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Ledbetter said that his team was able to rapidly iterate on the design working in the Model Shop. They created more than 200 different controller designs using the prototyping machines.  The lab has three 3D printers to churn out the prototypes. Jesus can get a design printed overnight and send them over to the designers for evaluation quickly. Jesus was delivering six of those a day in time for morning reviews.

“We had four or five directions we were interested in and tested them,” Ledbetter said. “We printed them and assembled them. We put them together and then evaluated performance.”

Navin Kumar, a senior product manager at Microsoft, said in a demo of the Xbox One Wireless controller that there were more than 40 enhancements to the Xbox 360 controller for the new generation. Those changes are designed to “maximize gaming realism.” The aim is to keep you immersed in the action longer. The device includes “impulse triggers,” better thumbsticks, and a redesigned D-pad. The latter was a sore point for gamers because it was easy to mistakenly hit the wrong part of the pad while playing a game. The device is also designed for more precision and control.


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Bob Brown, the director of test for the controllers and other accessories, said that each controller has its buttons tested more than 2 million times over the course of two days. You can see that simulated above by the machine that actually push the buttons. This testing approximates a lifetime of seven to 10 years. That enables Brown to predict the lifetime of the controller and its failure rates. He will continue to test the controller failure rates even after the console ships so that the quality team can monitor consistency of production.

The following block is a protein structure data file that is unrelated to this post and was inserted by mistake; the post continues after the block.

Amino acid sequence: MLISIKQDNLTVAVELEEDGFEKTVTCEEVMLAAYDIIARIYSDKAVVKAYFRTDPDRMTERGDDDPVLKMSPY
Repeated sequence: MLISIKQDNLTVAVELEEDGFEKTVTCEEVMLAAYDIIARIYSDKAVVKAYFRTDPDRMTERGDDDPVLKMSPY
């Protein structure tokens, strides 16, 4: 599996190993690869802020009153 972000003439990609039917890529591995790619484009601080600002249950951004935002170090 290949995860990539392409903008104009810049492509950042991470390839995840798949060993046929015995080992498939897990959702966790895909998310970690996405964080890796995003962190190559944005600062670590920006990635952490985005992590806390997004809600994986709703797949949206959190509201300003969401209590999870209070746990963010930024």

“We do everything here from cradle to grave,” said Brown, who once tested the parts on F-16 fighter jets. “We have software developers in here. We generate our own tools because you can’t find off-the-shelf tools to test controllers.” There are wireless experts, mechanical engineers, and other experts.

“The tests hit every button and we record what happens,” Brown said. “If one fails at 750,000 pushes, we record that with a camera that takes 250,000 frames per second.”

Early on, the team had to change the D-pad to get around a reliability problem. But the overall design has turned out to be sound, Brown said.

When a device fails, Brown hands it over to a failure analysis team to figure out what went wrong. The camera images come in useful for that analysis. Brown can change the pattern of tests via a computer dashboard. Brown also has a machine [below] that simulates shaking. And he showed off a slow-motion video that captures what happens to a controller when it is dropped on the ground. The video has a breakaway plastic part that pops off during the fall, allowing the team to see what happens inside when it falls.

Now with all of the talk of reliability, it’s hard to avoid the issue of the Red Rings of Death, the error message that resulted when the Xbox 360 failed, mostly due to overheating problems, in the last generation.  Microsoft fixed that problem with a chip redesign that went into effect during mid-cycle, but prior to that, large percentages of its consoles failed, and Microsoft had to take an embarrassing $1.1 billion write-off to replace broken machines.

Brown said he tested the controller with consoles all of the time. Asked about what Microsoft would do to avoid the Red Ring of Death problem from the Xbox 360, Brown said that console testing wasn’t his department. I’m sure that Microsoft will say it has that figured out, but it wasn’t part of its messaging on Tuesday.

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